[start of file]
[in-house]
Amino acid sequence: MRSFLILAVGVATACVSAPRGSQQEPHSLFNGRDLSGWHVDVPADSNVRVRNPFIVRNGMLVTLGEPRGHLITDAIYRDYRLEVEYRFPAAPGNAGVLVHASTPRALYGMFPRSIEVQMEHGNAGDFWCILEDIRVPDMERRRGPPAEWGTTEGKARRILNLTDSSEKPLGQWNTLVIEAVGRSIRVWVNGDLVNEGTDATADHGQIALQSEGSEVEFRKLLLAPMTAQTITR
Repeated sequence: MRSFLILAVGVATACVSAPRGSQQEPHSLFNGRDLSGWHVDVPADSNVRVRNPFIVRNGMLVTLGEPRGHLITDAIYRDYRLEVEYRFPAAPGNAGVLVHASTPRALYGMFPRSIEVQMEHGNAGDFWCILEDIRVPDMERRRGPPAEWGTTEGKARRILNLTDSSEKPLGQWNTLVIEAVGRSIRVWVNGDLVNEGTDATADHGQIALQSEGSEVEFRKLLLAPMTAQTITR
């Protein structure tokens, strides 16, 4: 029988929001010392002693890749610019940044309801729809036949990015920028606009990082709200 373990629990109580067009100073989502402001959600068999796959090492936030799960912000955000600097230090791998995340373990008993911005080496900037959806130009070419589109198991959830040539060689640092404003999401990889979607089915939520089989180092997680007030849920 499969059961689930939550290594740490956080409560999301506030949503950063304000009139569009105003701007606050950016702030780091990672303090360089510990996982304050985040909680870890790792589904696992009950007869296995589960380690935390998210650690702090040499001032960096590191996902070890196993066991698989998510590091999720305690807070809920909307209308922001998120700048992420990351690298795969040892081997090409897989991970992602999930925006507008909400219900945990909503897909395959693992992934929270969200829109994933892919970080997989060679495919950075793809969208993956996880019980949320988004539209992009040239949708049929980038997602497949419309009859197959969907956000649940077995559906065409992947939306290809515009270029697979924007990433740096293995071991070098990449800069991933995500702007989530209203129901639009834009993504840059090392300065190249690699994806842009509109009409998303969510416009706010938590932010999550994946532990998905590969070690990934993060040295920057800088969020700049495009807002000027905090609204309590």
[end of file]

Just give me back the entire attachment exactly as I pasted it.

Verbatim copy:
[in-house]
Amino acid sequence: MRSFLILAVGVATACVSAPRGSQQEPHSLFNGRDLSGWHVDVPADSNVRVRNPFIVRNGMLVTLGEPRGHLITDAIYRDYRLEVEYRFPAAPGNAGVLVHASTPRALYGMFPRSIEVQMEHGNAGDFWCILEDIRVPDMERRRGPPAEWGTTEGKARRILNLTDSSEKPLGQWNTLVIEAVGRSIRVWVNGDLVNEGTDATADHGQIALQSEGSEVEFRKLLLAPMTAQTITR
Repeated sequence: MRSFLILAVGVATACVSAPRGSQQEPHSLFNGRDLSGWHVDVPADSNVRVRNPFIVRNGMLVTLGEPRGHLITDAIYRDYRLEVEYRFPAAPGNAGVLVHASTPRALYGMFPRSIEVQMEHGNAGDFWCILEDIRVPDMERRRGPPAEWGTTEGKARRILNLTDSSEKPLGQWNTLVIEAVGRSIRVWVNGDLVNEGTDATADHGQIALQSEGSEVEFRKLLLAPMTAQTITR
């Protein structure tokens, strides 16, 4: 029988929001010392002693890749610019940044309801729809036949990015920028606009990082709200 373990629990109580067009100073989502402001959600068999796959090492936030799960912000955000600097230090791998995340373990008993911005080496900037959806130009070419589109198991959830040539060689640092404003999401990889979607089915939520089989180092997680007030849920 499969059961689930939550290594740490956080409560999301506030949503950063304000009139569009105003701007606050950016702030780091990672303090360089510990996982304050985040909680870890790792589904696992009950007869296995589960380690935390998210650690702090040499001032960096590191996902070890196993066991698989998510590091999720305690807070809920909307209308922001998120700048992420990351690298795969040892081997090409897989991970992602999930925006507008909400219900945990909503897909395959693992992934929270969200829109994933892919970080997989060679495919950075793809969208993956996880019980949320988004539209992009040239949708049929980038997602497949419309009859197959969907956000649940077995559906065409992947939306290809515009270029697979924007990433740096293995071991070098990449800069991933995500702007989530209203129901639009834009993504840059090392300065190249690699994806842009509109009409998303969510416009706010938590932010999550994946532990998905590969070690990934993060040295920057800088969020700049495009807002000027905090609204309590």